How Passion for Programming Can Make us Worse at our Jobs

“Good programmers are passionate about what they do” is basically a platitude in our industry. ๐Ÿ™„ On the whole, this may be true, but lately I’ve been interested in how our passion for programming might get in the way of us doing well for the companies we work for and may even lead to us being worse at programming specifically. ๐Ÿค” Here are some ways I think this passion can make us worse at what we do: »

Business and the Cartesian Demon: How not to Study Business

A few hundred years ago, Renรจ Descartes, the fella who brought us the Cartesian coordinate system ๐Ÿ“‰, isolated himself for a while to figure out (among other things) whether we can know anything for certain. The result of his retreat was his Meditations on First Philosophy, one of the most important philosophical texts of the modern era and one of my personal favorites. Early on in his Meditations, he decides that it’d be useful to engage in a thought experiment. »

Cigarettes and Texts: Self-knowledge, Self-control, and Meditation

A few months ago, I stumbled upon something I found hard to believe: Some people continue smoking cigarettes because they are unaware of how bad it tastes. Although it was counter-intuitive, I had pretty good reason to believe it, as it was suggested by Judson Brewer, a psychiatrist who developed a mindfulness-based smoking cessation program that’s supposedly superior to the standard one developed by the American Lung Association. ๐Ÿ˜ฎ »

Some thoughts on how to teach programming

I almost gave up on becoming a programmer. I took two years of college-level programming in high school and I didn’t particularly care for it. Although I did fairly well in those classes, at the time, I probably had something like the following thoughts about programming: I’ve given this a fair shake. I’ve taken two years of classes, and I’ve decided that programming is some tedious bullshit ๐Ÿ’ฉ. I need to find something else. »

Maybe We Should Go Easy on Uncle Bob

Edit: James Shore, the guy who attempted to shame Uncle Bob on Twitter, has fairly pointed out that I’ve omitted some of the context that makes his shaming appear more reasonable. I’ve edited this post to include more of that context. Holy crap! In case you missed it, Uncle Bob got excoriated on Twitter earlier this week for a comment he made about the media’s coverage of the separation of immigrant children from their parents. »

Mobile Down, Smart Speakers Up: 2 Notable Trends from this Year's Internet Trends Report

I’m a big fan of KPCB’s internet trends report, and I’ve been following their reports for the last few years. This year, I’ve decided to clip and comment on what I think are some notable trends they’ve captured for 2018. Here are 2 trends that really stood out to me from this year’s report, along with some commentary. 1. The End of Mobile’s Golden Era Mobile’s growth has been slowing for years and others have already noted the effects of this. »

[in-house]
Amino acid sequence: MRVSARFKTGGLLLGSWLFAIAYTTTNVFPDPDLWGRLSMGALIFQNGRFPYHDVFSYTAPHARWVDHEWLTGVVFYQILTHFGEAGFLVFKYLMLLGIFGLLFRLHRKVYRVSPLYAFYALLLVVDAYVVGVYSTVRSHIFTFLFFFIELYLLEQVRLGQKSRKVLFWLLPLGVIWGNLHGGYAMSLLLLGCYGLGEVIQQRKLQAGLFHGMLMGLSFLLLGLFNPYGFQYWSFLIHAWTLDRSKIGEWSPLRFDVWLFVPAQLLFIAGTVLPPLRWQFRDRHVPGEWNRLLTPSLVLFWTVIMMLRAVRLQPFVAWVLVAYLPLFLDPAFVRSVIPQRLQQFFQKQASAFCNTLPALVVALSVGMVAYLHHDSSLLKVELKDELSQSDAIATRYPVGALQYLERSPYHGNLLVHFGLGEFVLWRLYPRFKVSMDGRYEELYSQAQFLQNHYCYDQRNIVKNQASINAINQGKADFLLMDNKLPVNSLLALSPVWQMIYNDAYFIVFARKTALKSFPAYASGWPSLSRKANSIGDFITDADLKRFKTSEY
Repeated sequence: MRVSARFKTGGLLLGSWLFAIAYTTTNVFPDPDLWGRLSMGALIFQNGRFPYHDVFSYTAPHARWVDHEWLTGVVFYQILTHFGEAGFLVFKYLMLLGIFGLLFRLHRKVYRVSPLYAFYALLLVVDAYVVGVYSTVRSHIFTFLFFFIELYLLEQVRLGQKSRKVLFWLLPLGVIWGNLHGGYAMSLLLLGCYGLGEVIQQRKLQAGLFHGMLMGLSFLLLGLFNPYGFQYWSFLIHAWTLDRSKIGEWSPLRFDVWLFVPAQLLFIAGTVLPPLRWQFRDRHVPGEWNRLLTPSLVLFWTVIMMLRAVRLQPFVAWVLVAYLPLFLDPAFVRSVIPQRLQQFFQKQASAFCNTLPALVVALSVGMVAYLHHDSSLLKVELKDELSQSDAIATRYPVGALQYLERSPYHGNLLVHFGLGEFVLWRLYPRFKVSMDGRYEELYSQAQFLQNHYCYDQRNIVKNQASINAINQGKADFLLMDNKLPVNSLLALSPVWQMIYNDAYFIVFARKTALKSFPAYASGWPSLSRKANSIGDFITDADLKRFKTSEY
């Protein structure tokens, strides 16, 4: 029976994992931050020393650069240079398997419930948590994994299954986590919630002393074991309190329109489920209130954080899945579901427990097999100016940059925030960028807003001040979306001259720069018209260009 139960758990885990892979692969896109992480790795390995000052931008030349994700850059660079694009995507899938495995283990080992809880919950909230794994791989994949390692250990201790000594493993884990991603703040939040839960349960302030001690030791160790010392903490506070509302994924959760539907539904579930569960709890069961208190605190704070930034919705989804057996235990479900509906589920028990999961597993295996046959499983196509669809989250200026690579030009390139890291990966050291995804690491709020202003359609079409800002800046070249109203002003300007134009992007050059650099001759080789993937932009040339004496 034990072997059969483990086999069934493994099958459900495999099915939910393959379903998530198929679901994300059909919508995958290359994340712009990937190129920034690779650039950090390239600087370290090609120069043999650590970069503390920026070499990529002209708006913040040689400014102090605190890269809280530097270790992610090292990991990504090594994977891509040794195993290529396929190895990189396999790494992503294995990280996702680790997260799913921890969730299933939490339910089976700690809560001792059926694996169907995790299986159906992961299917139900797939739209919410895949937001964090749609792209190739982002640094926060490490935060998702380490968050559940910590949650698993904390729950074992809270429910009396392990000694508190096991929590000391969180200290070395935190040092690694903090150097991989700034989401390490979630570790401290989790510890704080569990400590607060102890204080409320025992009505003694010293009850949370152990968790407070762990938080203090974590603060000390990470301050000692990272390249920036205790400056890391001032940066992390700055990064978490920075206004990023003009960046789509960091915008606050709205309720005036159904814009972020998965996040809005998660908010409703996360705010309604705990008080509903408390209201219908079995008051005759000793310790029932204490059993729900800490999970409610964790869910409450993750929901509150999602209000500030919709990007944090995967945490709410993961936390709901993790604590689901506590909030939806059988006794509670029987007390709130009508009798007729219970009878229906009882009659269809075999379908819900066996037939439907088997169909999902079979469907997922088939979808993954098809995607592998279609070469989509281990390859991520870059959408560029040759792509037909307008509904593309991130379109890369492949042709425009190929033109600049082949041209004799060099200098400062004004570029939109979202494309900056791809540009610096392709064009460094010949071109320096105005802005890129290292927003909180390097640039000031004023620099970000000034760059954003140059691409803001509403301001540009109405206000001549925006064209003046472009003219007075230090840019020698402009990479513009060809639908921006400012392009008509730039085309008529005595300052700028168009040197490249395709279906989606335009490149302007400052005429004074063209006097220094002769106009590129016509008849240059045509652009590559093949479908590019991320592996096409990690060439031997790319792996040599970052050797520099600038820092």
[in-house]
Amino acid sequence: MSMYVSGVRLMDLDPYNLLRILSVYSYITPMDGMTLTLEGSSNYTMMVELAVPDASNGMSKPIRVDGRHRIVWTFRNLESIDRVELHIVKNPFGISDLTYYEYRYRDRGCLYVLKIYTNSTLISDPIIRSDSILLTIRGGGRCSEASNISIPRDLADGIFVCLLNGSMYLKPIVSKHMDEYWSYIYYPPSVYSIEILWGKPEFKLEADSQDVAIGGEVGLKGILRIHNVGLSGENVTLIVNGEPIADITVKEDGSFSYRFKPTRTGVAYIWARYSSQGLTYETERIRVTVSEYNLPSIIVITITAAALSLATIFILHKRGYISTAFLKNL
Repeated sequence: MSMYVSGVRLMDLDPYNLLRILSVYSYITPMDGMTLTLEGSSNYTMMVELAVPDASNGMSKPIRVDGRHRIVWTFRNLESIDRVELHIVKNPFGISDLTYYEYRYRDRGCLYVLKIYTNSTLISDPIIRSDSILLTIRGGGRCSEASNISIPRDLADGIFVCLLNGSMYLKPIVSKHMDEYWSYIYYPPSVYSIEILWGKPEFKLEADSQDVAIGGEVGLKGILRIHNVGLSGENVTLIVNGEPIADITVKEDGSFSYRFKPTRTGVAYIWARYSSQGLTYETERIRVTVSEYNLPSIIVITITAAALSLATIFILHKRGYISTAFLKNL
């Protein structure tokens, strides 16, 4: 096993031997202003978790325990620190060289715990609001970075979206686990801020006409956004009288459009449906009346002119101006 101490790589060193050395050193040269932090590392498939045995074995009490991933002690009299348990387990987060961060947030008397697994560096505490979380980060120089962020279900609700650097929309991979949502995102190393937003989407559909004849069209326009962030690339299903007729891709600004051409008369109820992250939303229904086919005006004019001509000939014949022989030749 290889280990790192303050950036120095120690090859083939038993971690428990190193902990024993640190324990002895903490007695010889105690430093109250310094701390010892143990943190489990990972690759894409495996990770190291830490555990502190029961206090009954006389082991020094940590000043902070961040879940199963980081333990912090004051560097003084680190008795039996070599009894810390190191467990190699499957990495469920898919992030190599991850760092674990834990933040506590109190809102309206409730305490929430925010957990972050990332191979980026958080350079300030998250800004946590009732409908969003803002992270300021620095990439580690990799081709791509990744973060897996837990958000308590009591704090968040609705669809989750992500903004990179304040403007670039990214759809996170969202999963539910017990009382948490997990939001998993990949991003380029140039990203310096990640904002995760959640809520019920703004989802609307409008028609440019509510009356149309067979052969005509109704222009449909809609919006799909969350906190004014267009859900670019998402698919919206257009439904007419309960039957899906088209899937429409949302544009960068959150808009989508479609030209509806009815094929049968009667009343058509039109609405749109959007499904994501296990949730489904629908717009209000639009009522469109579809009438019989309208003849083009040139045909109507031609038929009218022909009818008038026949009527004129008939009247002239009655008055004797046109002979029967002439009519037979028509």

Patterns Principles and Tools for Testing Your React (Native) Apps

Here’s a written version of my recent React Orlando talk: I want to talk about some patterns, principles, and tools for testing react native applications. I’m going to focus a lot on the “patterns and principles” part of the testing equation because, as we all know, the improper use of tools can actually be worse than not having those tools at all. Michael Scott’s misuse of the fork-lift in Daryl’s warehouse came to mind while I was pondering this truth, and it turns out there’s a gif of this exact moment in the show. »

The so-called 'RESTful' web in 2018 and beyond

Recently, I’ve been wondering, Should new APIs created in 2018 be RESTful or be built using graphql or be something else entirely? While pondering and researching this question, I’ve stumbled upon some broader realizations like, Most web APIs and SPAs aren’t actually RESTful. ๐Ÿ˜จ In fact, I’ve never worked with a completely RESTful API. We’re reinventing the wheel and making our lives harder — on the server and on the client — by ignoring the standards around REST APIs ๐Ÿ˜ž The same force that explains our half-ass adoption of REST (i. »

From Panic Attacks to Yoga Mats: Startups, Leadership, and my first 1000 minutes Meditating

About a year and a half ago, I was sitting in my Manhattan studio apartment trying to write an html lexer in python. I was about half way through my batch at the Recurse Center, and I was frustrated with my lack of progress towards my learning goals and intimidated by all of the absurdly smart people around me. While writing the lexer, I got hung up on an odd piece of python syntax. »

Ya Better Recognize

Recently, I’ve picked up Psychologically Healthy Organizations from the APA to learn more about, among other things, the importance of recognition in the workplace. Here I want to share some highlights from the APA’s work on employee recognition in the workplace. Recognition Meaningfully Shapes Performance The authors of Peopleware make some strong claims about team composition and the extent to which people can change in the workplace: For most efforts, success or failure is in the cards from the moment the team is formed and the initial directions set out…managers are unlikely to change their people in any meaningful way. »